The hardest thing a writer can do is set aside their work. It’s like being without coffee for 72 hours! But, hey, the benefits far exceed this ‘cold turkey’ episode.
For one, you gain a whole new perspective on the writing that wasn’t there before. You get to read your writing like… well, a reader and that’s the advantage to setting it aside. You want to see how well your work holds a reader’s attention and interest to keep turning the page.
Two, it’s easier to look at the mistakes. In order to revise and edit your writing, you need to be able to see where you need to cut/paste/reword/etc. etc. etc. (there’s a lot to be done, trust me). It’s like a doctor who needs to do surgery. How can the doctor proceed without cutting the patient open? When the stiches come off (or disappear), the result is far better writing.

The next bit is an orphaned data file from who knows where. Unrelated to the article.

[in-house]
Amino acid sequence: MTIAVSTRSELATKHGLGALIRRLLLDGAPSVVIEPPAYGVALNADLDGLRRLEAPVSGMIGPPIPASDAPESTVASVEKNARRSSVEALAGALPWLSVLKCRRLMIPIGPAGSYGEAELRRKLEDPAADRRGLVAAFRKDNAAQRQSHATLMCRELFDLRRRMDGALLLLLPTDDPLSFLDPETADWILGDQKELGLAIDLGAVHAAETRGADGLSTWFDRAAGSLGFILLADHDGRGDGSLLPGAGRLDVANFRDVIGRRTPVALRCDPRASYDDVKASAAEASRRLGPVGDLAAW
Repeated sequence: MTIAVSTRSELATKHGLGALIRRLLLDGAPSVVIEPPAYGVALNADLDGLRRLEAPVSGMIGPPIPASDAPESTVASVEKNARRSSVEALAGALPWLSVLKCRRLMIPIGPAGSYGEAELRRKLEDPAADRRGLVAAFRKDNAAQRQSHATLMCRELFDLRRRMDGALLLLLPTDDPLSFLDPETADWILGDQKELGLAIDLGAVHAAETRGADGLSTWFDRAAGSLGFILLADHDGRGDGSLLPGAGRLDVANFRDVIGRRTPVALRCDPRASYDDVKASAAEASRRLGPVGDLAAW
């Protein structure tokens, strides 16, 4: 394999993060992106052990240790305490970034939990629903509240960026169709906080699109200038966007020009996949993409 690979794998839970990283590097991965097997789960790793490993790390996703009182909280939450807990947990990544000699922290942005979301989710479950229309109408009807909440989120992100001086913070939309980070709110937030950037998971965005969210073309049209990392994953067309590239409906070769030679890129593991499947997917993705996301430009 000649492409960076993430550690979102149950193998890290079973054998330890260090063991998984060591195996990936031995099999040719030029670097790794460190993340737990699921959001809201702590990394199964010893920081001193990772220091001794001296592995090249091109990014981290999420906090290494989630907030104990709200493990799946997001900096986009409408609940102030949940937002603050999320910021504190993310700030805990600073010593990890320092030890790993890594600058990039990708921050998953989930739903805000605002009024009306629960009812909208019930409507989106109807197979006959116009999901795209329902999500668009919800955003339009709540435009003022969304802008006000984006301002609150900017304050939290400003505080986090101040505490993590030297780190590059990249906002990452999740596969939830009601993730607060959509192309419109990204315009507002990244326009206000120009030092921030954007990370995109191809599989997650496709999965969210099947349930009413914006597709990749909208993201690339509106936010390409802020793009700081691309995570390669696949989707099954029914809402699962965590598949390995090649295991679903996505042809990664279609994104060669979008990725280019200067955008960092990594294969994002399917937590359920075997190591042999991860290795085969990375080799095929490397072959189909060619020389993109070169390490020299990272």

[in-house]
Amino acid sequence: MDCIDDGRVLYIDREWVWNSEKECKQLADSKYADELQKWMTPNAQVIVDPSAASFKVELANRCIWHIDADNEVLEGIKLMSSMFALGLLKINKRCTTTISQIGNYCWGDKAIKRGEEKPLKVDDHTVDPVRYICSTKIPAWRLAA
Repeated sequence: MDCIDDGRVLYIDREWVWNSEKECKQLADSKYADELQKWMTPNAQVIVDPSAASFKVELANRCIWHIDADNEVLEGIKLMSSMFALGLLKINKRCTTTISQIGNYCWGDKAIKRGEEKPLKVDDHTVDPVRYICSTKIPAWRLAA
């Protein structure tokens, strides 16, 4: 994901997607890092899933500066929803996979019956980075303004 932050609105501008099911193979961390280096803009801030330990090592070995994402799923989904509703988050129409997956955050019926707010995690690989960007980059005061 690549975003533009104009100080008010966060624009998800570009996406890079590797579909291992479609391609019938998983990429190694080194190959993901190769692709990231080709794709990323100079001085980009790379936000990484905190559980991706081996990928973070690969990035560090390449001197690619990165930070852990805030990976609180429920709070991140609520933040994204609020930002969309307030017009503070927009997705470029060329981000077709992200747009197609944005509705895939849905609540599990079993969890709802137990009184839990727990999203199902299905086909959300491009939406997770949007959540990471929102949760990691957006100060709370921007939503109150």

Third, you stop making the same changes over and over. If you ever have used an eraser (funny saying this, but it’s true in this present day computer infested world, but I digress….), you will often find yourself writing over the same recently erased spot.
The question is: how long should a writer set their work aside?
This is the tricky part. Some writers set their work aside for a month before looking at it again. Others set it aside for three months. Still, others wait six months. Maybe it all depends on other projects writers are doing. The important thing is to find what works for you. It’s like diets and everything else in life: it’s got to fit the individual. Have you found what fits your style?